Sertoli cells are essential components of the brain–testis barrier (BTB) and are the principal supporting cells of the spermatogenic epithelium, supplying the nutrients and support required for spermatogenic cell development [43]. The BTB is essential for spermatogenesis and plays a crucial role in testicular physiology and pathology [44]. Increase in testicular temperature disrupts the function and shape of Sertoli cells, leading to infertility and germ cell death. Recently, our laboratory reported significantly high apoptosis rate in the testicular cells of stallions subjected to heat stress in vitro (in press). Alterations in various BTB-associated proteins due to scrotal heat stress induce ultrastructural BTB damage and reversible spermatogonial cell dedifferentiation [45]. Cai et al. reported that, following 48 h of brief heat treatment (30 min) at 43°C, the protein and mRNA expression levels of the tight junction molecules ZO-1 and occludin in the BTB of mice drastically decreased, resulting in loose tissue and high permeability [46]. Further, they demonstrated that the expression levels of two proteins, Wilms’ Tumor 1 protein and transferrin, which are markers of Sertoli differentiation and secretion function, were reduced in Sertoli cells. Additionally, the organization of microtubule (α- and β-tubulin) and microfilament (f-actin) networks was lost, suggesting that cytoskeletal changes occur under thermal stimulation [42]. Moreover, thermal stimulation alters the expression levels of the BTB components, including ZO-1, connexin 43, claudin 1, claudin 5, and vimentin, as well as the expression levels of mRNAs encoding the inflammatory cytokines interleukin (IL)-1α, IL-1 β, and IL-6 [47]. Thus, heat treatment induces the breakdown of cell junctions [42] and disrupt the spermatogenesis.


HSPs were discovered in cells exposed to high temperatures. They constitute a very intricate and well-preserved cellular defense system and play a crucial role in maintaining cell viability in unfavorable environmental circumstances. HSPs perform two key tasks. First, they function as molecular chaperones under physiological circumstances, facilitating the transport and folding of other intracellular proteins alongside assembling proteins into oligomeric structures in certain situations. However, HSPs do not constitute the final protein structure. Furthermore, HSPs play vital functions in intracellular trafficking, preserving proteins in their inactive states, and preventing protein breakdown [48]. Second, HSPs are selectively expressed in response to various stressors, including temperature variation, inflammation, bacterial and viral infections, heavy metals, and free oxygen radicals [49]. The term “heat shock response” denotes the stress-induced activation of heat shock genes and is widely observed in clinical conditions, such as circulatory and hemorrhagic shock and ischemia. Cellular stress alters the tertiary structure of proteins, exerting negative consequences on cellular metabolism. However, a “stress tolerance” phenomenon induces HSP expression and protects cells from insults as HSPs interact with intracellular polypeptides to prevent improper protein assembling or denaturation [6]. The molecules in the heterogeneous family of HSPs are often categorized based on their molecular weight as HSP60, HSP70, HSP90, or HSP105. Numerous molecular complexes with receptor functions have been detected in the sperm tail and midpiece of spermatocytes. HSPs may be components of receptors that are either directly engaged in controlling motility or indirectly involved in promoting the folding of the hormone-binding domain of receptors to a high-affinity hormone-binding conformation [7].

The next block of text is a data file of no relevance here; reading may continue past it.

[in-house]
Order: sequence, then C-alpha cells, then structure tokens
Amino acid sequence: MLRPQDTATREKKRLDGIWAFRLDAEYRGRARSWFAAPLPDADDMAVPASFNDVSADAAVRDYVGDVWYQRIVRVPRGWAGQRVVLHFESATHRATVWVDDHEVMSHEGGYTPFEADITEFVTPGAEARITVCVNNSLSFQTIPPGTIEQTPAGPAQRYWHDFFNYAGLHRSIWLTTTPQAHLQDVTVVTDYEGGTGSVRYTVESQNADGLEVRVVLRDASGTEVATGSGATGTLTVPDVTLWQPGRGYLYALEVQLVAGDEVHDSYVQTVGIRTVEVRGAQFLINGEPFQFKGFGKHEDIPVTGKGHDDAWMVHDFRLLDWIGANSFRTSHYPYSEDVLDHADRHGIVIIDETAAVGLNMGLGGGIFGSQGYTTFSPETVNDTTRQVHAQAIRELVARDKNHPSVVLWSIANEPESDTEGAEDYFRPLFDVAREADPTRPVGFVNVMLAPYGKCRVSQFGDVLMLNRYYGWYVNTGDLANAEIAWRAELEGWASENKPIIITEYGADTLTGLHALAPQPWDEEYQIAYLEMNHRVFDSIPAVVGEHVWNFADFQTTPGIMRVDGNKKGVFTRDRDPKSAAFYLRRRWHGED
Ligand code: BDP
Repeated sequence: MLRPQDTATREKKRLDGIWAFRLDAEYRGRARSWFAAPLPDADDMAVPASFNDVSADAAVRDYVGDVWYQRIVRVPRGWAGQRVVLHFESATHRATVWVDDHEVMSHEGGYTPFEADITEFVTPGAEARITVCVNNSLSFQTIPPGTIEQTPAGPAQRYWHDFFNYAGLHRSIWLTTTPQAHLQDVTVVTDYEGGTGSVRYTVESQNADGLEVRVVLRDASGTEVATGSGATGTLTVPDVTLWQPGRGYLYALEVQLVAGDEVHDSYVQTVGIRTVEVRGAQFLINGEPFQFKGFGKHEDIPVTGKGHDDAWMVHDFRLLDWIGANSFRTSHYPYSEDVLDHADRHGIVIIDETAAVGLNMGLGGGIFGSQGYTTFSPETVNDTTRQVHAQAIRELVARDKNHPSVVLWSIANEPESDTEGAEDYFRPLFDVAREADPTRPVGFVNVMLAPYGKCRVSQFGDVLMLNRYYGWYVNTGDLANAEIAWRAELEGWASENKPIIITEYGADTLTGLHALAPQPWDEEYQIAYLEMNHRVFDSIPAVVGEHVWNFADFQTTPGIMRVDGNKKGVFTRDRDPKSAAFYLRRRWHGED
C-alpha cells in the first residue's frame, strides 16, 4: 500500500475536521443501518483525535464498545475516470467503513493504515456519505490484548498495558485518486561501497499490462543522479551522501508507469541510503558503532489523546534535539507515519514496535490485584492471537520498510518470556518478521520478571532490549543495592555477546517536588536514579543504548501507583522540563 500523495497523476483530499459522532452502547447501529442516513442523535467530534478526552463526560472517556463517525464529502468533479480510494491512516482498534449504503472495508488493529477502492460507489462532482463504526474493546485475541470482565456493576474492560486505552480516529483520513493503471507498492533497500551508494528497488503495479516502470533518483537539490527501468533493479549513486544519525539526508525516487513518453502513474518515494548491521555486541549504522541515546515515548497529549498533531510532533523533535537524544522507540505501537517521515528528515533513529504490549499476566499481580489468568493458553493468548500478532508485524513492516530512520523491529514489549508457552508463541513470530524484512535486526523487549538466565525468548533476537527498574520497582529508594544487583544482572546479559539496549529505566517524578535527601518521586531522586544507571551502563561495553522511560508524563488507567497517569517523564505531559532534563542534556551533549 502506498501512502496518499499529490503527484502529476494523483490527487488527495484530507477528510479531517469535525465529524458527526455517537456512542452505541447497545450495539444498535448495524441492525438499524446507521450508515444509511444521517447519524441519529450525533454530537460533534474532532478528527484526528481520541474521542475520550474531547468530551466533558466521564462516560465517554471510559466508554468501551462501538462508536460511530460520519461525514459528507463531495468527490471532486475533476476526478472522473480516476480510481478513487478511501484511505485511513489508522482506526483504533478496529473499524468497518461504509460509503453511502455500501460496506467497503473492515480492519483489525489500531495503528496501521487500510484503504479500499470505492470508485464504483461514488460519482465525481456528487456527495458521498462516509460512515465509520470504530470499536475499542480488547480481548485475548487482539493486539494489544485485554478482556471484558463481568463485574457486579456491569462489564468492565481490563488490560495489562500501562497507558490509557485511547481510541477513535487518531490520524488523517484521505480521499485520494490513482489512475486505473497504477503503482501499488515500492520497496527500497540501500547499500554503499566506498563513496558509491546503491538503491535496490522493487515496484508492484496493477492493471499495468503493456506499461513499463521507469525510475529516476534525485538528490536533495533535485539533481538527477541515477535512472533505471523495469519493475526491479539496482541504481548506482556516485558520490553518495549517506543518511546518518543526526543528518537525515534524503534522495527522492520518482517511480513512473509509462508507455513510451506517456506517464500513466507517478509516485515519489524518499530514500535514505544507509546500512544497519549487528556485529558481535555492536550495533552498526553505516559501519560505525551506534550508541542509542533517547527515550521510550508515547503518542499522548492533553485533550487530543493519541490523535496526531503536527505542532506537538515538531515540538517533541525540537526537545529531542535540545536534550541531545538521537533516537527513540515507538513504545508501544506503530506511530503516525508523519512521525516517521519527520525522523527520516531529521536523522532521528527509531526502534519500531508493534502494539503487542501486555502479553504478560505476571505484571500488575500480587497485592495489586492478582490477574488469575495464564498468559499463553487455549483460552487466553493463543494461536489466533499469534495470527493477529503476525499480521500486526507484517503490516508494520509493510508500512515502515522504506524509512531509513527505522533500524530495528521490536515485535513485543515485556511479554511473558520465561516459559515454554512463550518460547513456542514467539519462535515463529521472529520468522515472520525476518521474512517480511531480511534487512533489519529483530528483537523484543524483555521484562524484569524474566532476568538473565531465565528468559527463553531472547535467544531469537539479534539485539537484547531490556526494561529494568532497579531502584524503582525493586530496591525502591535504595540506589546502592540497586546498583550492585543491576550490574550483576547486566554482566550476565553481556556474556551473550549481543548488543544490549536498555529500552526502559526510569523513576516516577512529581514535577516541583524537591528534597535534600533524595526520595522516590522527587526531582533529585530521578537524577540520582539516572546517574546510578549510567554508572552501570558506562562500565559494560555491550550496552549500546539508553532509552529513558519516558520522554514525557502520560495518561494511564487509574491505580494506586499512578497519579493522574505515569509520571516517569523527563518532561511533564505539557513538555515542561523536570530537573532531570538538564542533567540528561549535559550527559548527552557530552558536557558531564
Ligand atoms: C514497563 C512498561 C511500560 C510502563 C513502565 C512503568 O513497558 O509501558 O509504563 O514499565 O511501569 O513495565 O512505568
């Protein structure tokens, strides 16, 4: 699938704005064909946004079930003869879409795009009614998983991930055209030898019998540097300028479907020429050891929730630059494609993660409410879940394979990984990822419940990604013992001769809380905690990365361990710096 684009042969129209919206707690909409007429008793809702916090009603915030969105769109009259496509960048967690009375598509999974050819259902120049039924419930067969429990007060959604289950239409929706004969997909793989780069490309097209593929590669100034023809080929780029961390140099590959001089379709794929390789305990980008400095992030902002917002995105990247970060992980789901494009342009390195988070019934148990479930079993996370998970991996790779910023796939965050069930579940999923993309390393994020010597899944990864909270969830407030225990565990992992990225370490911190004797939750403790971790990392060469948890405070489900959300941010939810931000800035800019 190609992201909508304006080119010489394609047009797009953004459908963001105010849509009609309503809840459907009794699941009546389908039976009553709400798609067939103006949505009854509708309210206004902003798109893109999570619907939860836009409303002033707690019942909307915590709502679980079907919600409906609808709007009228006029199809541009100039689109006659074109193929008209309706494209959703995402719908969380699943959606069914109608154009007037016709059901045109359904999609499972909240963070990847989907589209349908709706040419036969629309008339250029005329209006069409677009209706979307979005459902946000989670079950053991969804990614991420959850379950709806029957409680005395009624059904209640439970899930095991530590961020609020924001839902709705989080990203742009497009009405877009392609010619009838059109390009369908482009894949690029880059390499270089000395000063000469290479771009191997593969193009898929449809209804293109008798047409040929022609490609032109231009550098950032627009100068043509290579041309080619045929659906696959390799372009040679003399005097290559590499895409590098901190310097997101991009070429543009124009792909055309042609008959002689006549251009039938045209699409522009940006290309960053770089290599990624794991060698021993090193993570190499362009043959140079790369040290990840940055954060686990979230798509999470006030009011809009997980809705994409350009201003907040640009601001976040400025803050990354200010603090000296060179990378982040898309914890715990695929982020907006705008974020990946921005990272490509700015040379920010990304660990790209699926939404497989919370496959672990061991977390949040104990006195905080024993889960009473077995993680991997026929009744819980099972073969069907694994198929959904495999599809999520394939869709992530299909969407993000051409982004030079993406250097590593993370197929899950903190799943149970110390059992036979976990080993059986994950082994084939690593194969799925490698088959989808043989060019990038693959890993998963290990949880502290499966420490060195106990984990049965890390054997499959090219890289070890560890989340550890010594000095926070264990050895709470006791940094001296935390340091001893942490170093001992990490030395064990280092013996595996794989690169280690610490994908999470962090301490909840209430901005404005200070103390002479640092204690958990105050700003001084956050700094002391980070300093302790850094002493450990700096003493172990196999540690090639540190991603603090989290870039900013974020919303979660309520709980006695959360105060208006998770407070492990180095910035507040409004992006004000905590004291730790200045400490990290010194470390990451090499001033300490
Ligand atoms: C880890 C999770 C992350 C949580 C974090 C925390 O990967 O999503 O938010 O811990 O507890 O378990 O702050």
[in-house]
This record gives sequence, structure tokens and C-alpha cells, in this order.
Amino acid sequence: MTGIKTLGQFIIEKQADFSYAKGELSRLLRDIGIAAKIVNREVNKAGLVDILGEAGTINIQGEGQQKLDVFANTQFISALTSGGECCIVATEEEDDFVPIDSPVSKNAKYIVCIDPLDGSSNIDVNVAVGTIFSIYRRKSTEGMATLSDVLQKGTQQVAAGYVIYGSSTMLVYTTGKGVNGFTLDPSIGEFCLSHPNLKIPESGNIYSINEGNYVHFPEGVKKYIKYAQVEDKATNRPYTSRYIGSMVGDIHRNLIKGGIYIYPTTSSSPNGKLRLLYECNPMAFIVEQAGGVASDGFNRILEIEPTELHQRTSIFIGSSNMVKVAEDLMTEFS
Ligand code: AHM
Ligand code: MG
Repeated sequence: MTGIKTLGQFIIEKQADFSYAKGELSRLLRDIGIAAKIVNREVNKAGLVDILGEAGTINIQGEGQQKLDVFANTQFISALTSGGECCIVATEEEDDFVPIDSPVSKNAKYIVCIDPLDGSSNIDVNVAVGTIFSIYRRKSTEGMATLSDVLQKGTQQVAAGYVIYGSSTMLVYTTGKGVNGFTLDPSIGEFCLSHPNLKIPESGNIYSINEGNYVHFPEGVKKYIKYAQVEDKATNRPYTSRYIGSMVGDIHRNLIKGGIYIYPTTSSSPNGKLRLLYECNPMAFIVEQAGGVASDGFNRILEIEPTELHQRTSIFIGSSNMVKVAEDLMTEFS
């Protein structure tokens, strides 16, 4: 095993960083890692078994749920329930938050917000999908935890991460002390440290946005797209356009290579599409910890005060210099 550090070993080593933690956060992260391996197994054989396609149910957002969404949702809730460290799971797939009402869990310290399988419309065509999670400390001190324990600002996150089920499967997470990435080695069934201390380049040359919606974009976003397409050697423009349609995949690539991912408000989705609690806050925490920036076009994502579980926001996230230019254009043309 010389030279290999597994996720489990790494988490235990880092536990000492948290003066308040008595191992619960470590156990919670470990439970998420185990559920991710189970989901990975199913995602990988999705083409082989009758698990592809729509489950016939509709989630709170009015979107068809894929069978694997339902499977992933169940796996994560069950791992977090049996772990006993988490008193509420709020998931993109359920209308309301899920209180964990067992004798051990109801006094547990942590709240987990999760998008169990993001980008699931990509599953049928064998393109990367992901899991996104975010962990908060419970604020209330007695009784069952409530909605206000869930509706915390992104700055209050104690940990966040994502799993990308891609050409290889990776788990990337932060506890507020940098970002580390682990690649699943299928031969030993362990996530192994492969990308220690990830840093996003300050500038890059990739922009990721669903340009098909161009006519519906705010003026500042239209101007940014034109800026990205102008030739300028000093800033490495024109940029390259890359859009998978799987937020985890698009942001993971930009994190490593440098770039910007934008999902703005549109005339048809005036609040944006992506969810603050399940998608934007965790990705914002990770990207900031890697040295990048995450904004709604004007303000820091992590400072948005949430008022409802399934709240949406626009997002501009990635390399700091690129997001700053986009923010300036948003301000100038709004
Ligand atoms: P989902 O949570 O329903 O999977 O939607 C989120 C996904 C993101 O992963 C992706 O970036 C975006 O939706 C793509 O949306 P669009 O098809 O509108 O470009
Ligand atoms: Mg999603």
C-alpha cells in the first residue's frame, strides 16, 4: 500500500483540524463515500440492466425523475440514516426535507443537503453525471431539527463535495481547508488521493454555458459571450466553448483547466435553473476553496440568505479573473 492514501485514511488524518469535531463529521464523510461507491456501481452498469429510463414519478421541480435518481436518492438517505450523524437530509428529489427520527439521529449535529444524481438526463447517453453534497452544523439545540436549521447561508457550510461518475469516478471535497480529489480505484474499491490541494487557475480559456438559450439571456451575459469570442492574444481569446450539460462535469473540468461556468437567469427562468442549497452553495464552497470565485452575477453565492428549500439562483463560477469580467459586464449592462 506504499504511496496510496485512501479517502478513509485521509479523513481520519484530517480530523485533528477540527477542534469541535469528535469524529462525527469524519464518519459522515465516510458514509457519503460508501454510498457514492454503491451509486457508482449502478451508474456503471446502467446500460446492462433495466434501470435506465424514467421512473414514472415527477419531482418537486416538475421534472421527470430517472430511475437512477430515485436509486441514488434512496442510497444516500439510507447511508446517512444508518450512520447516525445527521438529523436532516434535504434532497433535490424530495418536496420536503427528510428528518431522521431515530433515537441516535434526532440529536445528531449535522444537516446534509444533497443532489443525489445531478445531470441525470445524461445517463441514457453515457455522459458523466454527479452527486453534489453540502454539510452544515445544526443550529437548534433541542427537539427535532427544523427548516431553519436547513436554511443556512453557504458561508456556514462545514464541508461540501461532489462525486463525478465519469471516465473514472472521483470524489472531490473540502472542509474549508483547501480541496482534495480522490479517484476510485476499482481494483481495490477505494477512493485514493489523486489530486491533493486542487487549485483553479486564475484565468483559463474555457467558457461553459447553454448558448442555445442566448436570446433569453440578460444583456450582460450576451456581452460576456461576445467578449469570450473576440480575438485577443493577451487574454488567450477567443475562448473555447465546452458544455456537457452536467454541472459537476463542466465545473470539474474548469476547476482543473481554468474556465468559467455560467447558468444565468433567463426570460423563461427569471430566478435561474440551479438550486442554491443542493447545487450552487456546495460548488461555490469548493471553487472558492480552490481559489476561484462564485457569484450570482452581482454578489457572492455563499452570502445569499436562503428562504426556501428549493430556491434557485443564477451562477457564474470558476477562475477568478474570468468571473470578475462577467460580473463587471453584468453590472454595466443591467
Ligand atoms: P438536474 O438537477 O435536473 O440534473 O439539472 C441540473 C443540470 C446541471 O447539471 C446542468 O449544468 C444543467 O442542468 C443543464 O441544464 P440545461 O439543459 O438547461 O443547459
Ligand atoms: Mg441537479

HSP60 immunoreactivity was detected in the midpiece of spermatocytes of various animals, including stallions [7]. HSP60 facilitates the ATP-dependent proteolytic destruction of misfolded or denatured proteins by participating in mitochondrial protein folding [50]. Owing to the significant resemblance between its bacterial and human amino acid sequences, HSP60 is well recognized as a key autoantigen in various autoimmune disorders and pathogenic infections [51]. In stallions, HSP60 expression has been correlated with environmental temperature and semen quality and exposure of high temperature leads to low semen quality and decreased male fertility [52]. Albrizio et al. reported that the highest HSP60 expression levels were recorded in stallion spermatozoa during the months with the highest total number of hot days [9]. However, the HSP60 expression levels were the lowest in December. Reportedly, photoperiod influences horse reproduction [53], and fall and winter anestrus are characterized by short daylengths. Therefore, we hypothesize that photoperiod affects HSP expression levels. HSP60 is involved in regulating apoptosis of cells, including Sertoli cells and spermatogonia. In a study involving monkeys, an increase in apoptotic spermatocytes and round spermatids and HSP60 expression levels was observed on days 3, 8, and 30 following a temporary rise in testicular temperature (43°C once/day for 2 consecutive days) [54]. The antiapoptotic effects of HSP60 and HSP10 have been demonstrated in several cell types. Additionally, the expression of these two proteins may be upregulated in response to cellular stress [55]. Shan et al. overexpressed HSP60 and HSP10 and discovered that both HSPs independently influence the post-translational modifications of the members of the Bcl-2 protein family [56]. Furthermore, HSP60 overexpression was linked with greater Bax suppression, more pronounced Caspase 3 inhibition and improved Bcl-xl induction along with downregulated Bad in doxorubicin-treated cells [56]. These findings indicate that HSP60 induces antiapoptotic properties in cells, including somatic and germ cells. Recent research has shown that HSP60, in addition to providing protection against stress, is important for sperm’s ability to fertilize eggs, and it has been postulated that the immunological response of these HSPs may play a role in male infertility [57].